But Kavanaugh, a Trump appointee, did not object to the outcome Wednesday, and neither did the other two justices Trump selected, Neil Gorsuch and Amy Coney Barrett.
Before and after the riot, Trump promoted false theories about election fraud and suggested the “real insurrection” was on Election Day, when he lost to Biden.
Repeating arguments they made before lower courts, Trump’s attorneys had urged the justices to step in, arguing that the case concerned all future occupants of the White House. Former presidents had “a clear right to protect their confidential records from premature dissemination,” Trump’s lawyers said.
“Congress cannot engage in meandering fishing expeditions in the hopes of embarrassing President Trump or exposing the President’s and his staff’s sensitive and privileged communications ‘for the sake of exposure,’” they added.
But the House committee responded in its high court brief that although the facts of the case are “unprecedented,” the decision was “not a difficult one.”
There was no explanation for the timing of the court’s action. But the National Archives told the appeals court and Trump’s lawyers that it would turn over some documents it asserted were not part of the court case on Wednesday absent a new court order.
Also on Wednesday, the House committee investigating the Capitol insurrection issued subpoenas to leaders of an alt-right group who appeared at events promoting baseless claims of voter fraud after the 2020 election.
The committee demanded records and testimony from Nick Fuentes and Patrick Casey — internet personalities who have promoted white supremacist beliefs — regarding what lawmakers say is their promotion of unsupported claims about the election and their presence on Capitol grounds on Jan. 6, 2021.
Since its creation last summer, the committee has interviewed almost 350 people as it seeks to create a comprehensive record of the attack and the events leading up to it.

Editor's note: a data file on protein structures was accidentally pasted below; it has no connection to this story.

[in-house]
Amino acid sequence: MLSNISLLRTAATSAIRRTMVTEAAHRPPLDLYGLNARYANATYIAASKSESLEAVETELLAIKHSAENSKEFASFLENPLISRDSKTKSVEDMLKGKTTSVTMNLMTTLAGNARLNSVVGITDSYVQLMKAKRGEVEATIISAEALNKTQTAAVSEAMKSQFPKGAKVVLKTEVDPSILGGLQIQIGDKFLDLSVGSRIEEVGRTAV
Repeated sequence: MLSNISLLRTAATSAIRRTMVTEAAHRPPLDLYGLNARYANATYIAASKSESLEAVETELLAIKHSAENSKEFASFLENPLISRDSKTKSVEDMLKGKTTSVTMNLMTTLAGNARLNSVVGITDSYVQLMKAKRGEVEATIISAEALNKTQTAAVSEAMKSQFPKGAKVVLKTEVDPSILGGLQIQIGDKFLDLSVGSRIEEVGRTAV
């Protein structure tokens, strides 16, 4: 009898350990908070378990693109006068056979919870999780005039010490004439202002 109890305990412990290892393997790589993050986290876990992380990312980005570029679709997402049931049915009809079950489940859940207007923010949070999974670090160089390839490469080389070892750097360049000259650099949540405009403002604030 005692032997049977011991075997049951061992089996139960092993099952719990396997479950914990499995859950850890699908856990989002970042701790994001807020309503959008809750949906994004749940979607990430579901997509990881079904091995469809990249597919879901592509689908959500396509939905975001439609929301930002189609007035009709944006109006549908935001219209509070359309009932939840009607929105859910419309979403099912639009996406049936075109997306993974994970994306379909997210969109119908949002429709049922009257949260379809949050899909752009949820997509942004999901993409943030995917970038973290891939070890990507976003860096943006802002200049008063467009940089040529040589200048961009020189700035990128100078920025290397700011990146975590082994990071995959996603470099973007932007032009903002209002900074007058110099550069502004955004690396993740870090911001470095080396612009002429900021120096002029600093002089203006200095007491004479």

Associated Press writer Farnoush Amiri contributed to this report.
These are three of the more charitable adjectives that describe President Joe Biden’s execrable speech on Tuesday. He flew to Atlanta to promote so-called “voting rights” legislation that would nationalize state election laws and codify many of the dangerous measures that “temporarily” loosened ballot security in 2020, as COVID-19 terrorized America.
Biden could have laced his words with honey. Instead, Biden bombed a vinegar factory.
“Do you want to be on the side of Dr. [Martin Luther] King or George Wallace?” Biden asked. “Do you want to be on the side of John Lewis or Bull Connor? Do you want to be on the side of Abraham Lincoln or Jefferson Davis?”
So, Biden argues, if one disfavors mass mail-in ballots—because they break the chain of custody that links the casting, collection, and tabulation of ballots—then one is just like Wallace, Alabama’s former Democrat governor. Wallace’s slogan was “Segregation now, segregation tomorrow, segregation forever!” He stood in a doorway in June 1963 to prevent black students from integrating the University of Alabama.
Millions of Americans dislike forcing states to practice ballot trafficking, i.e., letting campaign workers collect mail-in ballots from voters’ homes and then submit fistfuls of them on the honor system. Biden equates these people with Bull Connor.
Bull Connor sounds like a rodeo star. Hardly. As Birmingham’s Commissioner of Public Safety, Theophilus “Bull” Connor used canines, not bovines. He sicced barking, snarling, police dogs on peaceful, mainly black civil rights protestors in May 1963. He also used fire hoses to blast demonstrators across sidewalks and into gutters.
Surely, such a villain was a racist Republican. Au contraire, in 1960, Bull Connor was elected one of Alabama’s two members of the Democratic National Committee.
Banks, hotels, airlines, and other businesses routinely ask Americans of all races to present photo ID. Washington, D.C. Mayor Muriel Bowser recently required residents to carry vaccination cards and photo ID whenever they leave home. An August Honest Elections Project survey of 1,200 voters found that 81% favored voter ID, including 77% of blacks. Biden asserts that these millions of Americans are just like President of the Confederate States Jefferson Davis, a slaveowner whose…